Cookies Policy

This site uses cookies. By continuing to browse the site you are agreeing to our use of cookies.

I accept this policy

Find out more here

The slave who was slain twice: causality and the lex Aquilia (Iulian. 86 dig. D. 9,2,51)

No metrics data to plot.
The attempt to load metrics for this article has failed.
The attempt to plot a graph for these metrics has failed.
The full text of this article is not currently available.

Brill’s MyBook program is exclusively available on BrillOnline Books and Journals. Students and scholars affiliated with an institution that has purchased a Brill E-Book on the BrillOnline platform automatically have access to the MyBook option for the title(s) acquired by the Library. Brill MyBook is a print-on-demand paperback copy which is sold at a favorably uniform low price.

Access this article

+ Tax (if applicable)
Add to Favorites
You must be logged in to use this functionality

image of Tijdschrift voor Rechtsgeschiedenis / Revue d'Histoire du Droit / The Legal History Review

D. 9,2,51, in which a slave is slain twice and dies, and where Julian considers both assailants equally liable for killing, has been interpreted in the context of causa superveniens. In that case Julian's opinion becomes contradictory. It is argued that the text should be read in the context of the Stoic theories on causality as current among the jurists in the first centuries AD. In these theories there existed no causa superveniens as of the modern causality theory. As such its application is ill at place here. Instead, in applying these Stoic theories Julian's view can be explained as his attributing a causa antecedens to the first assailant, with full imputation of the effect of the subsequent causa principalis to him, and attributing a causa adiuvans to the second assailant, while valuing at the same time the latter not just as a reinforcing cause but also as a causa mortis and a full effective cause. For other jurists the latter evidently went too far.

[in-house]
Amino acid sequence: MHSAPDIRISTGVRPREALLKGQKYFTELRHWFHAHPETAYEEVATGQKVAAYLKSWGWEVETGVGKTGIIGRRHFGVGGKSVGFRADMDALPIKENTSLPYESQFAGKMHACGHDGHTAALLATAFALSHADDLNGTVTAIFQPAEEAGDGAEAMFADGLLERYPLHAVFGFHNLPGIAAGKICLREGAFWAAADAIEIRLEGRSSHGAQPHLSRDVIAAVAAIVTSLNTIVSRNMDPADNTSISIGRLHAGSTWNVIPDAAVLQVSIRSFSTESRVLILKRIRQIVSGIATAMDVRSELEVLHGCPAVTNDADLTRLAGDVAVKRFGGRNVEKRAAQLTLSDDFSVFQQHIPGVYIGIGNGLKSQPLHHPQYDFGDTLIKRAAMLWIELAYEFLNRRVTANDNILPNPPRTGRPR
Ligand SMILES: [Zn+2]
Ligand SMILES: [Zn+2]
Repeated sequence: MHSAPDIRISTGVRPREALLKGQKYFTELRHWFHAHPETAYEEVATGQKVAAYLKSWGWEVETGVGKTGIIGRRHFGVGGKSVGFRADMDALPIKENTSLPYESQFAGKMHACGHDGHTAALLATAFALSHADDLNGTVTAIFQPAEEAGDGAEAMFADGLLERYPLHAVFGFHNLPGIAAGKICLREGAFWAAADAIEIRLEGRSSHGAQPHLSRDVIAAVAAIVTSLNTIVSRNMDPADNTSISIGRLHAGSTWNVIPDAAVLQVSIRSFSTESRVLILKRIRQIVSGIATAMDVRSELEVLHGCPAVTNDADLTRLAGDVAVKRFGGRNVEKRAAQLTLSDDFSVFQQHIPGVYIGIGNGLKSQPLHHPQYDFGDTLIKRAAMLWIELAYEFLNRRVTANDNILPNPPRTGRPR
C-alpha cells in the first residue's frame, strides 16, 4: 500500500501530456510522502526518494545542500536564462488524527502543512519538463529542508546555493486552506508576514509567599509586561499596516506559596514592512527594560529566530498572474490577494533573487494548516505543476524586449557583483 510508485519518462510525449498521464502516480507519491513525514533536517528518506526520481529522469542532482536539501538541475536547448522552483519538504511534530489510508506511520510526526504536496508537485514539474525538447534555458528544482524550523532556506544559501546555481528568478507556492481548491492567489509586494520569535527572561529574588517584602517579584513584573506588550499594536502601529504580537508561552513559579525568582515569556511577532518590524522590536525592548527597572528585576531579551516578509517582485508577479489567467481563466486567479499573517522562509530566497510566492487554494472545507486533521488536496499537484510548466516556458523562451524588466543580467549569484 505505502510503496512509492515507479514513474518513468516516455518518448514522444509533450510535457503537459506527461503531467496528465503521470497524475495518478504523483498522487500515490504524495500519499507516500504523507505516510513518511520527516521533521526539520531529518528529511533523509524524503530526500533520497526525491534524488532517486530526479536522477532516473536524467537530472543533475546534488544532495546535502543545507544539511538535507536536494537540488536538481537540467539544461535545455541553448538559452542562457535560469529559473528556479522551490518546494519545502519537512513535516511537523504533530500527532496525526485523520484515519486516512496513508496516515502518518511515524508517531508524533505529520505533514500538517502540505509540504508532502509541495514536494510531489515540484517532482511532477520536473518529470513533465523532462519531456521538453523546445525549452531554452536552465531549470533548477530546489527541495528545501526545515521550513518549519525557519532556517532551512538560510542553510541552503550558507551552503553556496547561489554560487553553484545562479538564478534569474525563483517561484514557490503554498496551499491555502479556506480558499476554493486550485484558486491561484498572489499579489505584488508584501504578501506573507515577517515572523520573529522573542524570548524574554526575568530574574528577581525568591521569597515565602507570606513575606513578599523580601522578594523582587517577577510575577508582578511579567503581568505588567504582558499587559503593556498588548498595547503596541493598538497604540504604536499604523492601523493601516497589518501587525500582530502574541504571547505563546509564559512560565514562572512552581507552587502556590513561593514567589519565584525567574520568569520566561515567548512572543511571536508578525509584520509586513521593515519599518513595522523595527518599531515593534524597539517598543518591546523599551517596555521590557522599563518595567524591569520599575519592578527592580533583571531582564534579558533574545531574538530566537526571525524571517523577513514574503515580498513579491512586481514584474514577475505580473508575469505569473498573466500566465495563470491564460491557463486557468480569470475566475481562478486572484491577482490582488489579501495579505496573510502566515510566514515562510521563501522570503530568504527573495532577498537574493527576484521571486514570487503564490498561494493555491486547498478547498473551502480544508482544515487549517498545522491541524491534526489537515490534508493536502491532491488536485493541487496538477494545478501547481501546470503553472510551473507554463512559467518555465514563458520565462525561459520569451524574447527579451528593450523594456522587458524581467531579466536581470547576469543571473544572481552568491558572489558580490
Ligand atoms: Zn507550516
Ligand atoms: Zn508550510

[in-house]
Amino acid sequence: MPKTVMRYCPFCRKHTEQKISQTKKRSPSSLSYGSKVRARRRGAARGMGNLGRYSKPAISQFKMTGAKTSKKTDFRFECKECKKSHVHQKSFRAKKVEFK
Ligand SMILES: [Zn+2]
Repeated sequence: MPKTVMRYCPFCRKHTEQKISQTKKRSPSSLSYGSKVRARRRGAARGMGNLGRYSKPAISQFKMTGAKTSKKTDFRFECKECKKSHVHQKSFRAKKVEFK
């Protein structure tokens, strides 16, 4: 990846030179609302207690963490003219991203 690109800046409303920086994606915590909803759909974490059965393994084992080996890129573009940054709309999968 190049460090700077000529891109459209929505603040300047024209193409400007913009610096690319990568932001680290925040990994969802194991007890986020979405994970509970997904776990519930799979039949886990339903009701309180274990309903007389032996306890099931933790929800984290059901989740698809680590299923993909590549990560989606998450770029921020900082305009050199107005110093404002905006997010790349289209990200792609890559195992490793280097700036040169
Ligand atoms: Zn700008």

Affiliations: 1: Regius Professor of Civil Law, Oxford, All Souls College, Oxford OX1 4AL, U.K.;, Email:


Full text loading...


Data & Media loading...

Article metrics loading...



Can't access your account?
  • Tools

  • Add to Favorites
  • Printable version
  • Email this page
  • Subscribe to ToC alert
  • Get permissions
  • Recommend to your library

    You must fill out fields marked with: *

    Librarian details
    Your details
    Why are you recommending this title?
    Select reason:
    Tijdschrift voor Rechtsgeschiedenis / Revue d'Histoire du Droit / The Legal History Review — Recommend this title to your library
  • Export citations
  • Key

  • Full access
  • Open Access
  • Partial/No accessInformation